Species: Clostridium magnum
Description and Significance
The name "Clostridium magnum" comes from the Greek "kloster" meaning "spindle" 4 and the latin "magnus" meaning "great" 5 which is explained by observing the size of the bacteria since its dimensions are 1.0-4.0um x 4-16um. 3 Clostridium magnum is rod shaped and slightly pointed at the ends. 3 C. magnum is gram negative 3 however it may also appear as gram positive 2 due to it's cell structure being much more similar to gram positive with a thin murein layer.3 C. magnum is also motile by polar and sub polar flagella, strictly anaerobic, and acetogenic.3 The habitat of Clostridium magnum is in anoxic freshwater sediments and digestor sludge.3
Clostridium magnum is an acetogen which indicates it plays an important role in binding Hydrogen molecules which would otherwise seize up the process of fermentation. Through acetogenesis, C. magnum is able to take excess H2 molecules and produce acetate.
The genome of C. magnum has not been completely determined and there is no current project to determine its genome.6 However, some genes have been sequenced as well as a partial sequence of the 16S rRNA.2 Some genes that were sequenced are the acoR, acoA, acoB, acoC, acoL, and the acoX gene; specifically these genes are a part of the acetoin dehydrogenase enzyme system.8
Cell Structure, Metabolism and Life Cycle
An outer membrane layer was not observed when using an electron microscope in ultrathin sections as is typical in Gram-negative bacteria.3
C. magnum is a strict anaerobe chemoorganotroph that can use many different sugars and acids: "[f]ructose, glucose, sucroe, xylose, malate, citrate, 2,3-butanediol, acetoin, and (weakly) pyruvate".3 It cannot grow on many C1 compounds that other homoacetogenic Clostridium can grow on, such as: "ethylene glycol, ethanol, acetate, glyoxylate, glycolate, serine, lactate, oxalate, malonate, fumarate, succinate, oxaloacetate, glutamate, glycerate, glycerol, diacetyl, orotate, maltose, ribose, arabinose, starch, peptone, casamino acids, yeast extract". 3 In addition, "[g]elatin or urea [wasn't] hydrolyzed" and "[n]itrate, sulfate, sulfite, sulfur, thiosulfate or fumarate [was] not reduced" (254).3 After observing C. magnum, the only product found from fermentation was acetate regardless of the substrate provided (unless it was C1 compounds, then no growth was found).3 Schink determined the enzymes that participated in butanediol degradation included "[a]cetoin dehydrogenase, phosphate acetyl transferase and acetate kinase, whereas no butanediol dehydrogenase activity could be detected".3 It is thought that butanediol is broken down "via cleavage into two C2 units" and then is "oxidized to acetate with concomitant ATP synthesis" (252). 3
When growing C. magnum on "glucose or fructose, cells swell in the middle and became spindle-like" (250).3 Also, "[d]ark elliptical zones could be observed at the spindle tips" and "[s]pore formation occurred in the central to subterminal region" as shown in Figure 1c. 3 The spores that were formed "were elliptical…and were released only very late after growth on glucose", shown in Figure 1d.3 In order for the spores to germinate "in fresh media", the "addition of a trace [amount] of sodium dithionite" was required (251).3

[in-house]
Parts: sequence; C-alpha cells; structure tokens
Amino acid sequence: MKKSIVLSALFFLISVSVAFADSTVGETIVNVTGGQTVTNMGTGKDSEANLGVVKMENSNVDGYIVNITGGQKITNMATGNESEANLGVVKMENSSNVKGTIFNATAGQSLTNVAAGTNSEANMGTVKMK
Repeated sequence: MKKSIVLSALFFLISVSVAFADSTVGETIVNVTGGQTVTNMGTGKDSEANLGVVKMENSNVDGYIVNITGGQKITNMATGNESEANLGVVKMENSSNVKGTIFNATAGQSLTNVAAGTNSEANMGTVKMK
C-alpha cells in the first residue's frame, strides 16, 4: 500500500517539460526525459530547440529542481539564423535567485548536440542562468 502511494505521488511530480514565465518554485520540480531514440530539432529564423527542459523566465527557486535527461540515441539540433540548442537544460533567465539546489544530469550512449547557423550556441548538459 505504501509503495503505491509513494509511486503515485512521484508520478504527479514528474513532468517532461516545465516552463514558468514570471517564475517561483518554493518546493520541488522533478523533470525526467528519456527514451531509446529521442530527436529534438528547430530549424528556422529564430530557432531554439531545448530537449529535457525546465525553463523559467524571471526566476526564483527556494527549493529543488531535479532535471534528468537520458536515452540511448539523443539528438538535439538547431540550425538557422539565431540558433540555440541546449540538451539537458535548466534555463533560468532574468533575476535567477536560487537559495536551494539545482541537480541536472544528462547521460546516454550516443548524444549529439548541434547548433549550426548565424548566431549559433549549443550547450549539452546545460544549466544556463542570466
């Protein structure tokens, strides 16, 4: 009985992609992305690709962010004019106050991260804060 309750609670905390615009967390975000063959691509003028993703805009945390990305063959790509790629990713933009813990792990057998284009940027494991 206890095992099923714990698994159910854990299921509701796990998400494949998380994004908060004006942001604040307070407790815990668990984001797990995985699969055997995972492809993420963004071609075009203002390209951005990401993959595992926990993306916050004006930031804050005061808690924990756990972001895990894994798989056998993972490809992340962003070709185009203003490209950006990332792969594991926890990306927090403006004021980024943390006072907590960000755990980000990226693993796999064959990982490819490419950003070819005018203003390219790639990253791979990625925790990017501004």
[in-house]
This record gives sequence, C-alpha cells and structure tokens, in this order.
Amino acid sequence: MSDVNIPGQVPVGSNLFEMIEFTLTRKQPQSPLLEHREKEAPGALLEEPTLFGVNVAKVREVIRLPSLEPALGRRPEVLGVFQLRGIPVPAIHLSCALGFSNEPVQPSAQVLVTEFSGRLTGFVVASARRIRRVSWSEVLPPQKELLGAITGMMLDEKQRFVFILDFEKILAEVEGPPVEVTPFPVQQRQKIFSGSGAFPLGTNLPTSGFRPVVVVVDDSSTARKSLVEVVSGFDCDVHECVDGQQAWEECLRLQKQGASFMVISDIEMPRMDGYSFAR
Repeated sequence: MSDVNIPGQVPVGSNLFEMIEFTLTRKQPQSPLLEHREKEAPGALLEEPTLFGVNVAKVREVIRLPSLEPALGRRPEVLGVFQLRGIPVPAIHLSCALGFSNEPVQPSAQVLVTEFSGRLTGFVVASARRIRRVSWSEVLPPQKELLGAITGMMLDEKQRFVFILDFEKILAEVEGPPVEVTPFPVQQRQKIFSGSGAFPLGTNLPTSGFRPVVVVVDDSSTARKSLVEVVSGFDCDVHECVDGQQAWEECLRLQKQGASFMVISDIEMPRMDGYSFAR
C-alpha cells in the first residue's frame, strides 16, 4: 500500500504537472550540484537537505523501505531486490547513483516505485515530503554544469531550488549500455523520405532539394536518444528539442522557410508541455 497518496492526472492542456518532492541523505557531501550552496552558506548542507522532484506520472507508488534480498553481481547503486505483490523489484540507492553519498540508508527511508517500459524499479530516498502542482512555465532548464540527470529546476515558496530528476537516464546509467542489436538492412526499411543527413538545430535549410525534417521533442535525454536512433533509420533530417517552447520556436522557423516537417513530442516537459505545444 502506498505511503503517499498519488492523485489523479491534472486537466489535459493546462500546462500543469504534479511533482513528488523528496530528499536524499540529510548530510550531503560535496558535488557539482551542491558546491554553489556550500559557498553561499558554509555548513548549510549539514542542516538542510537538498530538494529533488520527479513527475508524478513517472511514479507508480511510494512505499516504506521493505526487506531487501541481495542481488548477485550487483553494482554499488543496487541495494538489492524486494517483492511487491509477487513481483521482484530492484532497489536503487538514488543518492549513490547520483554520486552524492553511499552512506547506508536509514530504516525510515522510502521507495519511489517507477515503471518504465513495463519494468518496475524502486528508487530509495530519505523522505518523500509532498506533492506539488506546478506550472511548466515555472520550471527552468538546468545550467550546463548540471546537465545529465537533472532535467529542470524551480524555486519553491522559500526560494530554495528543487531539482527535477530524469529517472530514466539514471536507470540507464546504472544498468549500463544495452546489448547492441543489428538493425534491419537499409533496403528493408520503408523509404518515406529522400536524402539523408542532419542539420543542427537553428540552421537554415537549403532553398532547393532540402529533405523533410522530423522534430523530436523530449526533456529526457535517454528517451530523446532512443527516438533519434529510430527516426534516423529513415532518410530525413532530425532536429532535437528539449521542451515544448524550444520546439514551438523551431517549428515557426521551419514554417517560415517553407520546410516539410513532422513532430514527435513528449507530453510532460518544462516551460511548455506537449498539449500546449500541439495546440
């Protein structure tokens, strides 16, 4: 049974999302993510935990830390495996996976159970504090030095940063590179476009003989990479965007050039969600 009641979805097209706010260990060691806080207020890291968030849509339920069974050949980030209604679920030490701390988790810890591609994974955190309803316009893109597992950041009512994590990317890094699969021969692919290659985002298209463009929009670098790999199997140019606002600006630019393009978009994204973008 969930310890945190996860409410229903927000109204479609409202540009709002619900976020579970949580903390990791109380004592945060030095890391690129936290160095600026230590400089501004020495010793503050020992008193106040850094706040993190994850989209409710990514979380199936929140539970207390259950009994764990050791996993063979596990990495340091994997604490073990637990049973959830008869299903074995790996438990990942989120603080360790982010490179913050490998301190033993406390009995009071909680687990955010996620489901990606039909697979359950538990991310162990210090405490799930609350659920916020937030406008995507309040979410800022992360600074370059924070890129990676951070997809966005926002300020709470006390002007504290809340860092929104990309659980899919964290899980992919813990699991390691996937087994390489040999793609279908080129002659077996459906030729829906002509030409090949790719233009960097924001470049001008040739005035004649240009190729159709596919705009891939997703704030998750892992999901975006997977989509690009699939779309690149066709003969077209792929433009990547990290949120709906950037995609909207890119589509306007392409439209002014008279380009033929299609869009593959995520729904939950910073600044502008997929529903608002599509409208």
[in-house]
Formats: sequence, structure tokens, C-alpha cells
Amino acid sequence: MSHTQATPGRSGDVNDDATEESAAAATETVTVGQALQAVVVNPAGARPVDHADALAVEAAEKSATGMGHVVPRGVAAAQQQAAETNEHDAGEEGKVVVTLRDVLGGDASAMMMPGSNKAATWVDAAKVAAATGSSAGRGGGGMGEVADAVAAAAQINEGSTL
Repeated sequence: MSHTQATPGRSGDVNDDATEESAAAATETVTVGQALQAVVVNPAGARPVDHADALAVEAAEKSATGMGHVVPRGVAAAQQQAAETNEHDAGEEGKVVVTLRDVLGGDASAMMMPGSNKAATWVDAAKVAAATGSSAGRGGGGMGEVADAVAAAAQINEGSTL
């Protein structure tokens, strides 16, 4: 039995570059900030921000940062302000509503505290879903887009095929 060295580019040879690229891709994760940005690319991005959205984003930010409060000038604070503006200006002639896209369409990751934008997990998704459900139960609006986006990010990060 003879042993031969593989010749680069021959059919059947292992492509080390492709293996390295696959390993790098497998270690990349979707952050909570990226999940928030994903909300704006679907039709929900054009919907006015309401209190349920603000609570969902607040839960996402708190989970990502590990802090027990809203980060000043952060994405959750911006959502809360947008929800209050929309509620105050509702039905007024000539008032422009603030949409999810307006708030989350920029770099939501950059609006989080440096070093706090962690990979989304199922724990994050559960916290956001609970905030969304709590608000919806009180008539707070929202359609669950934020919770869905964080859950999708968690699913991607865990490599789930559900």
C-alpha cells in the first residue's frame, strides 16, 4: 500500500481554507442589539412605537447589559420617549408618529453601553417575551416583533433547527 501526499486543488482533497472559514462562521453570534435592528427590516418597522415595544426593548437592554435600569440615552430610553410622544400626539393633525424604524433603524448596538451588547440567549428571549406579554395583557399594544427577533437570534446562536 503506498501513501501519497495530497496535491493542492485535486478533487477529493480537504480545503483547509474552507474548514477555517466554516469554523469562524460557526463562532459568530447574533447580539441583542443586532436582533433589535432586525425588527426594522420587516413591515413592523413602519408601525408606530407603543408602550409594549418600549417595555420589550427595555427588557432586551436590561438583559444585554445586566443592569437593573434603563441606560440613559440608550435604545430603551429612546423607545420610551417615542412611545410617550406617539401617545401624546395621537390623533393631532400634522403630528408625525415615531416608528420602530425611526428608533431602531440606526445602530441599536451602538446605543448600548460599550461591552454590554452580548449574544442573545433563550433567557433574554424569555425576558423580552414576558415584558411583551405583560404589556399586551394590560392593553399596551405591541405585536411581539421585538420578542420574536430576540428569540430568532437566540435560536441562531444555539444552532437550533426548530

Ecology and Pathogenesis
Due to C. magnum's abilities to convert carbon gases to acetic acid, there have been proposals to release C. magnum into the environment in New Zealand to test for it's environmental impact and potential implications for acetic acid in industrial applications. In the proposal, the identification and assessment of C. magnum as a pathogen to humans, plants, and/or animals was assessed along with the likelihood of C. magnum's impact on the genetic diversity of the indigenous species of New Zealand. 1 Although under certain conditions C. magnum is capable of forming endospores, "[a]fter reviewing the known biological characteristics, there is no evidence that C. magnum will cause disease in humans, plants and animals or will become a vector for human, plant or animal diseases." 1 C. magnum is likely to possess biogeographical characteristics in the sense that it is a strict anaerobe but as a member of the Clostridium genus, it is also likely to act as a saprobe (meaning they live on decaying organic matter); in the case that C. magnum acts as a saprobe, it is probable that it will grow ubiquitously.1 Supposing C. magnum does grow ubiquitously it may not actually be metabolically active unless the environment C. magnum finds itself in has appropriate conditions for metabolic processes; these conditions include but are not limited to, "temperature, soil texture and structure, pH, salinity, moisture levels, which plants are grown in the soil, and the presence or absence of suitable resources." 1 In conclusion, "there is no evidence that C. magnum will have adverse effects on the environment or human health and safety, and whether C. magnum can or cannot produce spores does not change this assessment." 1
2) Krüger N, Oppermann FB, Lorenzl H, Steinbüchel A. "Biochemical and Molecular Characterization of the Clostridium magnum Acetoin Dehydrogenase Enzyme System". "Journal of Bacteriology". 1994. Volume 176:12. p. 3614-3630.
8) Appelt, S Et Al. "Clostridium Magnum Strain CN1 16S Ribosomal RNA Gene, Partial Sequence." NCBI GenBank. National Center for Biotechnology Information, U.S. National Library of Medicine, N.d. Web. 9 Apr. 2014.
Page authored by Samantha Hoyle and Chelsea Ball, students of Prof. Ned Walker and Prof. Kaz Kashefi at Michigan State University.